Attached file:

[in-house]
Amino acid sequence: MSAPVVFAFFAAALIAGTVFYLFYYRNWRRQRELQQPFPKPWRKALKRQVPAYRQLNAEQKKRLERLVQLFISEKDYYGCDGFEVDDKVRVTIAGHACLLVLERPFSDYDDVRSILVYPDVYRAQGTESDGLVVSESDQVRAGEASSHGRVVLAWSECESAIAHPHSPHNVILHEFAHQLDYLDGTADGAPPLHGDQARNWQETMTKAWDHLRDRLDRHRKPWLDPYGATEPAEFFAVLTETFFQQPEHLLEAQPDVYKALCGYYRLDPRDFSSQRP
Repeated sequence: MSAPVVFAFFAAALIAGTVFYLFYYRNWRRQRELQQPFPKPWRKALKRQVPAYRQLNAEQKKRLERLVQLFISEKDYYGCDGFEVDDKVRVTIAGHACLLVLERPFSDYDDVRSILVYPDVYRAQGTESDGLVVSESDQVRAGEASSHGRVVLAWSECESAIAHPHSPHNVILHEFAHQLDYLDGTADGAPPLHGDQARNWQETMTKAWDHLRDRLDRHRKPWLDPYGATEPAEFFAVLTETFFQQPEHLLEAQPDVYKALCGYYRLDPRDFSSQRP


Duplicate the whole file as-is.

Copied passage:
[in-house]
Amino acid sequence: MSAPVVFAFFAAALIAGTVFYLFYYRNWRRQRELQQPFPKPWRKALKRQVPAYRQLNAEQKKRLERLVQLFISEKDYYGCDGFEVDDKVRVTIAGHACLLVLERPFSDYDDVRSILVYPDVYRAQGTESDGLVVSESDQVRAGEASSHGRVVLAWSECESAIAHPHSPHNVILHEFAHQLDYLDGTADGAPPLHGDQARNWQETMTKAWDHLRDRLDRHRKPWLDPYGATEPAEFFAVLTETFFQQPEHLLEAQPDVYKALCGYYRLDPRDFSSQRP
Repeated sequence: MSAPVVFAFFAAALIAGTVFYLFYYRNWRRQRELQQPFPKPWRKALKRQVPAYRQLNAEQKKRLERLVQLFISEKDYYGCDGFEVDDKVRVTIAGHACLLVLERPFSDYDDVRSILVYPDVYRAQGTESDGLVVSESDQVRAGEASSHGRVVLAWSECESAIAHPHSPHNVILHEFAHQLDYLDGTADGAPPLHGDQARNWQETMTKAWDHLRDRLDRHRKPWLDPYGATEPAEFFAVLTETFFQQPEHLLEAQPDVYKALCGYYRLDPRDFSSQRP